Pot board convenes to finalize regs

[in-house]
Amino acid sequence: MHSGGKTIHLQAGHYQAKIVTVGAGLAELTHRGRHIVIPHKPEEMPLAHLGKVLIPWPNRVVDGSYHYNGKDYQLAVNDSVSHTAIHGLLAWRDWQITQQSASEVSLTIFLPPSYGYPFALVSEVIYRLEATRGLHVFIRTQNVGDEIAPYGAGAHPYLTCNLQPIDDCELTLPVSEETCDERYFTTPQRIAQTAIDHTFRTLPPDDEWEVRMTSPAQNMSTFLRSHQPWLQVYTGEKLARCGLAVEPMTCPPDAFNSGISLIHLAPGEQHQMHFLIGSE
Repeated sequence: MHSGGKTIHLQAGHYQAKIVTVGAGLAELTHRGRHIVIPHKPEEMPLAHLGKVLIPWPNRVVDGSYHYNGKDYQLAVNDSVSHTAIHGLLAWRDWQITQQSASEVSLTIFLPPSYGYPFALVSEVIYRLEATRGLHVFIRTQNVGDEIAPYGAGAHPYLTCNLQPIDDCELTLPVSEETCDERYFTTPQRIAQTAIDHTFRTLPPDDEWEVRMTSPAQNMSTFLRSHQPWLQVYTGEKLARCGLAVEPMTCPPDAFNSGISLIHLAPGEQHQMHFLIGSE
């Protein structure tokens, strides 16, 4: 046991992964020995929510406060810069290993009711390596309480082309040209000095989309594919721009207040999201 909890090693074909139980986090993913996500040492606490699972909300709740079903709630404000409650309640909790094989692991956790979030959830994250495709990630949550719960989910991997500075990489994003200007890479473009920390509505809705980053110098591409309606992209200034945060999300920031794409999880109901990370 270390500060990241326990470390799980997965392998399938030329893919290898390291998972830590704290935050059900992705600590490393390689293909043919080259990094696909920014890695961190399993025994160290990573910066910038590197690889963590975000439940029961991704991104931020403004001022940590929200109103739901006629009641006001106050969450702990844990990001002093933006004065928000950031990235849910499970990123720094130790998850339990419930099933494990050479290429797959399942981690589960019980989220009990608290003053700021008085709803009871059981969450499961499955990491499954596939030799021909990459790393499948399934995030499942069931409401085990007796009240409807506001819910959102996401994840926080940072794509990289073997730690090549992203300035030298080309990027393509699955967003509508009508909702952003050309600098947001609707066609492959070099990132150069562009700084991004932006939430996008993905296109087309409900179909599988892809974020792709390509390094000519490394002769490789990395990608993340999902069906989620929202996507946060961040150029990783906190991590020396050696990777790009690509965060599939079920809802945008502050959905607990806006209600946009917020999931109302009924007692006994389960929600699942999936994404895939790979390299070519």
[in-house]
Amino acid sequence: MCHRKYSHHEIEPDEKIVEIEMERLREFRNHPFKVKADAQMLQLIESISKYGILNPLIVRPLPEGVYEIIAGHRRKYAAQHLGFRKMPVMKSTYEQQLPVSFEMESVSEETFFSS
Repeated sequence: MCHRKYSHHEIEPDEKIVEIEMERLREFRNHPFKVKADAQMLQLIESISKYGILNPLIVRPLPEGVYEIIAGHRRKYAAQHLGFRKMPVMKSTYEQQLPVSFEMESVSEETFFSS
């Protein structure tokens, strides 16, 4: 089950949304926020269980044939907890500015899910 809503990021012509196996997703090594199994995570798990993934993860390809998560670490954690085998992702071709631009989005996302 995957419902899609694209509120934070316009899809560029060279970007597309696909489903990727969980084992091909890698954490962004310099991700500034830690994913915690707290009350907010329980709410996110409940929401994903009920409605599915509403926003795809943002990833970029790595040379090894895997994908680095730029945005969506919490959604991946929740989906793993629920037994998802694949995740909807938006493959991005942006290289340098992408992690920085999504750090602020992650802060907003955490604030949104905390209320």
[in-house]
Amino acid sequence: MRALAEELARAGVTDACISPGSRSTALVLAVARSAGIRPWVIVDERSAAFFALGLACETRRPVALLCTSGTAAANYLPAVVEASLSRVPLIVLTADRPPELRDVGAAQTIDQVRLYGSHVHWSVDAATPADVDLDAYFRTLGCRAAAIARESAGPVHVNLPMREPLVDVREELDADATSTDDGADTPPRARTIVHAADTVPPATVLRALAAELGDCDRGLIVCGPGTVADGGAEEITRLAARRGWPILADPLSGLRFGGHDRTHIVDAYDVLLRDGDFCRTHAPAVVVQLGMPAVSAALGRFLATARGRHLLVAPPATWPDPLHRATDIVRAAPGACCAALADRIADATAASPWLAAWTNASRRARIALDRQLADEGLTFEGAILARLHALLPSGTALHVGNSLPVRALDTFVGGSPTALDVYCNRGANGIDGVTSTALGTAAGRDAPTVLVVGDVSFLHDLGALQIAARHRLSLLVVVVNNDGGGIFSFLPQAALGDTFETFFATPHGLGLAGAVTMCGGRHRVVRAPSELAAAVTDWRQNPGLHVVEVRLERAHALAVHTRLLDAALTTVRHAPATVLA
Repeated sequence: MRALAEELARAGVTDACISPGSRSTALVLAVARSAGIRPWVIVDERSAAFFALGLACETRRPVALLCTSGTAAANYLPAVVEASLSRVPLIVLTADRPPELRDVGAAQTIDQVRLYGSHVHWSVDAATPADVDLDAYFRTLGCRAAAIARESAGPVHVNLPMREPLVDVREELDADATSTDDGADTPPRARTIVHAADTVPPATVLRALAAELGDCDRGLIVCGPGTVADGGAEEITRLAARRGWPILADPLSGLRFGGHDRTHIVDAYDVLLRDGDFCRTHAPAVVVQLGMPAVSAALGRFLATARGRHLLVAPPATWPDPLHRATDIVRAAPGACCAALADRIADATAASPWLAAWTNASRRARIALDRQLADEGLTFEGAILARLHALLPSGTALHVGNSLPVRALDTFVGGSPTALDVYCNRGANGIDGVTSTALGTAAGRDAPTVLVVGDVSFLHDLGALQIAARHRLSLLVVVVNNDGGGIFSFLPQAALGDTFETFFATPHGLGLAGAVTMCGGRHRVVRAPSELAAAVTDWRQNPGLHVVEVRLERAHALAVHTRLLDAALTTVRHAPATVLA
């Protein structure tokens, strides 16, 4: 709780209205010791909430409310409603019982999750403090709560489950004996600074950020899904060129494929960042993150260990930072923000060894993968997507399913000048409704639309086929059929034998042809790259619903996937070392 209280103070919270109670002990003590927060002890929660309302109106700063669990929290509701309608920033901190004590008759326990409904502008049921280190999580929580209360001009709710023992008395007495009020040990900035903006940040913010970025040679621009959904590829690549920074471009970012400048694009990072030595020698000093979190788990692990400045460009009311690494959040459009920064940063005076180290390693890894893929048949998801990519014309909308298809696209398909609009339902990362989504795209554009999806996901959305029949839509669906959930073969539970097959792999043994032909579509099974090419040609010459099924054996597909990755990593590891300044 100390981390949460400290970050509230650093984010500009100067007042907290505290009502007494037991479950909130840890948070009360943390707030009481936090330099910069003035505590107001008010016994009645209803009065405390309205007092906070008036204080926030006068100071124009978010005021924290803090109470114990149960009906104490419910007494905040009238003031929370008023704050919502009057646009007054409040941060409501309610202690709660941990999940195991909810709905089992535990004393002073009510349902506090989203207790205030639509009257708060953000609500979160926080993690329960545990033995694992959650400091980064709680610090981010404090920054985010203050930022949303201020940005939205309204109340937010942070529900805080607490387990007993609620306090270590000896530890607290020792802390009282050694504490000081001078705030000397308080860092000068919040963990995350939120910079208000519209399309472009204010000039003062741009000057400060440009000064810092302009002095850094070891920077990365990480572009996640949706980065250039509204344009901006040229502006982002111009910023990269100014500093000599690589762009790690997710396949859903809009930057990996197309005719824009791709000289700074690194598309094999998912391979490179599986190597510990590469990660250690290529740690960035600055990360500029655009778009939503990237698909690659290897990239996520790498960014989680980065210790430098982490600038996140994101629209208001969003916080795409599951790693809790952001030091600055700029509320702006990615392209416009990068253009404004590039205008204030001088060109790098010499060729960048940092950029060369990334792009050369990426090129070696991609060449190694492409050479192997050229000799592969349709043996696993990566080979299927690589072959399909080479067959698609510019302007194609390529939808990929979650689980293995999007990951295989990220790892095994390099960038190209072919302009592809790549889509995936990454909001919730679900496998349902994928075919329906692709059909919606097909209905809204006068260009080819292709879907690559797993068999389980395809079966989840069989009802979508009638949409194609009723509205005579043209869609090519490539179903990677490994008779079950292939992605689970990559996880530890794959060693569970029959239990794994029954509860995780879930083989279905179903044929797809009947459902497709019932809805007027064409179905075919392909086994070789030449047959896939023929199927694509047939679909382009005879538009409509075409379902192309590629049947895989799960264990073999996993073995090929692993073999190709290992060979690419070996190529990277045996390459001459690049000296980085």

first_imgThe state is set to finalize commercial marijuana regulations. But several controversial sticking points have yet to be settled, including rules for on-site consumption.Voters approved the legal the production, sale and use of marijuana for Alaskans over 21 years old in the November election. (Creative Commons photo by Brett Levin)Download AudioThe state’s Marijuana Control Board has spent months writing rules to determine how Alaskans are allowed to grow, sell, and use marijuana. On Friday the five-member board will discuss around 50 proposed amendments, most of them based on feedback submitted from the public.“We received over 500 pages of comments from the public,” said Marijuana Control Board Chair Bruce Schulte, adding that the original package of policies is only 130 pages. “So, a lotta folks are paying attention.”Once the regulations are finalized they’ll go to the Department of Law for review, and then on to the lieutenant governor for approval. There’s a chance that actions from the legislature could disrupt that timeline.If things advance on schedule, the state is required to have a permit system in place and begin accepting commercial applications by Feb. 24, 2016.“But then, this is an agricultural product, of course, so people still have to grow some product, and dry it and cure it and prepare it,” Schulte said. Taking the full timeline into consideration, he thinks commercial sales at retail stores will begin this summer.  “Somewhere between June and August.”One of the biggest points of friction in the developing regulations is over “on-site consumption,’” which determines whether the state will allow for marijuana cafes or clubs. Draft regulations in their current form don’t allow a venue like a bar–but for marijuana. Schulte is submitting amendments that would create a permit option for businesses allowing on-site consumption based on strong public input.“Not just from people in the cannabis culture,” he added,  “but also from city officials — notably Juneau and Fairbanks, who actually requested that businesses of that type be defined in the regulations.”The state’s meeting coincides with a new draft document in Anchorage laying out detailed regulations on commercial marijuana in what many expect to be Alaska’s largest marijuana market. The ordinance came from the Community and Economic Development committee that handles Title 21, the code governing land use, which is chaired by conservative Assembly Member Amy Demboski. The proposal is new, but beginning to draw criticism for placing a cumbersome burden on growers and commercial operators. The draft requires businesses to take steps like forecasting potential amounts of wastewater, receive certification from an “industrial hygienist,” and keep growing plants organized in “orderly rows.” The ordinance needs Assembly approval before it can take effect.The Marijuana Control Board meets Friday in the Anchorage Legislative Information Office, and again on Monday if they don’t finalize regulationslast_img